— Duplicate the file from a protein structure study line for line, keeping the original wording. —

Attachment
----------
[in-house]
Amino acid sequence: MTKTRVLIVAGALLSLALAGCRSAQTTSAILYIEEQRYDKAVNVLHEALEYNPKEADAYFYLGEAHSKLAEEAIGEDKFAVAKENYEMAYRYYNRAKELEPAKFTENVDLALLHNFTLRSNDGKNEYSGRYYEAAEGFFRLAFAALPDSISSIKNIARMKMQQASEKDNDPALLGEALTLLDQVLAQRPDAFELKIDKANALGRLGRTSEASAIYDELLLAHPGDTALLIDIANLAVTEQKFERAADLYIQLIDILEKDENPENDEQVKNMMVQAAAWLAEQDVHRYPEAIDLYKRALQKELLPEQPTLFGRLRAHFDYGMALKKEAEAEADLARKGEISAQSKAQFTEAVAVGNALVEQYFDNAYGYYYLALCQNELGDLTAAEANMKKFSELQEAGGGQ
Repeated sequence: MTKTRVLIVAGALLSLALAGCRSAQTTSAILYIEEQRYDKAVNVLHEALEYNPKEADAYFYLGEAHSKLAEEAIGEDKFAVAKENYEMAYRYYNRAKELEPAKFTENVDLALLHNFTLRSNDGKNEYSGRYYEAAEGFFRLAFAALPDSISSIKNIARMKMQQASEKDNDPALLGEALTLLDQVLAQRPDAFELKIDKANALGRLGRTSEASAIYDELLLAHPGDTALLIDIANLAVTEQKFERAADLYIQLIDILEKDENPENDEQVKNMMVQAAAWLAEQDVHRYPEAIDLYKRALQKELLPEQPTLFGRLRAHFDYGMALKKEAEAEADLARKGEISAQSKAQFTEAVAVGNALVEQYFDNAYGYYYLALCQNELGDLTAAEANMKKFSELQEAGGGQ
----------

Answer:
[in-house]
Amino acid sequence: MTKTRVLIVAGALLSLALAGCRSAQTTSAILYIEEQRYDKAVNVLHEALEYNPKEADAYFYLGEAHSKLAEEAIGEDKFAVAKENYEMAYRYYNRAKELEPAKFTENVDLALLHNFTLRSNDGKNEYSGRYYEAAEGFFRLAFAALPDSISSIKNIARMKMQQASEKDNDPALLGEALTLLDQVLAQRPDAFELKIDKANALGRLGRTSEASAIYDELLLAHPGDTALLIDIANLAVTEQKFERAADLYIQLIDILEKDENPENDEQVKNMMVQAAAWLAEQDVHRYPEAIDLYKRALQKELLPEQPTLFGRLRAHFDYGMALKKEAEAEADLARKGEISAQSKAQFTEAVAVGNALVEQYFDNAYGYYYLALCQNELGDLTAAEANMKKFSELQEAGGGQ
Repeated sequence: MTKTRVLIVAGALLSLALAGCRSAQTTSAILYIEEQRYDKAVNVLHEALEYNPKEADAYFYLGEAHSKLAEEAIGEDKFAVAKENYEMAYRYYNRAKELEPAKFTENVDLALLHNFTLRSNDGKNEYSGRYYEAAEGFFRLAFAALPDSISSIKNIARMKMQQASEKDNDPALLGEALTLLDQVLAQRPDAFELKIDKANALGRLGRTSEASAIYDELLLAHPGDTALLIDIANLAVTEQKFERAADLYIQLIDILEKDENPENDEQVKNMMVQAAAWLAEQDVHRYPEAIDLYKRALQKELLPEQPTLFGRLRAHFDYGMALKKEAEAEADLARKGEISAQSKAQFTEAVAVGNALVEQYFDNAYGYYYLALCQNELGDLTAAEANMKKFSELQEAGGGQ